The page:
Not as specific, but in the talking stages, are sites in Gibraltar, a site near the tip of South Africa and South America, in Australia, and a major Euro port like Rotterdam.  Just like the fuel stops that were created on the trade routes of 100 years ago.

But new bunkering sites will not be a simple pile of steam coal or a tank farm of heavy and distilled fuels. Manufacture, storage, and distribution of these new fuels will be complicated, expensive, and slow.

With a lower profile, a third future fuel is green hydrogen.  This is already being produced in Australia, but transporting it to users’ sites is just beginning.  A current 1,250-cubic meter hydrogen tanker is running green hydrogen from Australia to Japan.  Currently, the Japanese are getting ship designs approved and in the design phase is a ship to carry 160,000 cubic meters of green hydrogen.  By the time this ship is in service near the end of the 2020’s, it is hoped that the manufacture of green hydrogen will be at a rate to readily load such ships.

 

 

Statistics on the move

For decades, owners have built ships from the financial base of a 20- to 25‑year economic life.  Scrapping statistics have backed those numbers. Yes, vessels can last longer than that.  I appraised ST. MARYS CHALLENGER when she was 103 years old and still making money. (Now her forebody is an ATB barge and still making money!)  Jones Act vessels, particularly blue water vessels, are built with an expected economic life of 35-45 years, depending on the type of vessel and the level of complexity and cost of its design.

But in the wider world, the traditional normal economic life range seems to be dropping in circumstances where the age of a vessel can determine if it is eligible for hire.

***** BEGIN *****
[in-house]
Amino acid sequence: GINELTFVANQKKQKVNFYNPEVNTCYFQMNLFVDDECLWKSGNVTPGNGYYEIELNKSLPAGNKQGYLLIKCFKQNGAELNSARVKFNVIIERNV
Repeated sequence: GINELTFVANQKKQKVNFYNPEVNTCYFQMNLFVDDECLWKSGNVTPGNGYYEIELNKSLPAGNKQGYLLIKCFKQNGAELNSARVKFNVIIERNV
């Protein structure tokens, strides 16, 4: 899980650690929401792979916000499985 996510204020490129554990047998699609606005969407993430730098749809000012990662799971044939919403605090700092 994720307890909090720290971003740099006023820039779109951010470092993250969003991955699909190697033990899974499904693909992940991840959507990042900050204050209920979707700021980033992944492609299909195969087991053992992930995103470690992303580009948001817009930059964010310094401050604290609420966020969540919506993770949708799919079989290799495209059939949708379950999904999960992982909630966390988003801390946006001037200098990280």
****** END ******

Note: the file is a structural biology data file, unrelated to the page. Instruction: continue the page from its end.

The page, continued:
Major oil companies charter in tankers no older than 15 years.  China has some similar rules for vessels in their water. Loans and leases tend to cover no more than the first 15 years of a ship’s life as Special Survey No.3 can bring maintenance costs and Capex surprises.

It is even more complicated today in that a ship delivered today that runs on LNG may not be clean enough to operate in 15 years.  Hence, owners spending more today to make a ship dual fuel ready to possibly extend its life as future regulations force economic obsolescence.

While 20 years is still the norm, that next five years, from age 15 to age 20, for some vessels, needs to be kept in mind.

As a side thought, with regulations on ship scrapping sure to become more common for green scrapping practices, owners may be weighing the possible future income stream against the lower scrapping return from green yards, and scrap ship before tougher scrapping rules come into effect.  This might also play with the “stranded asset” label of ships that cannot economically produce acceptable EEXI/CII credentials and will lose their operational certification before age 20.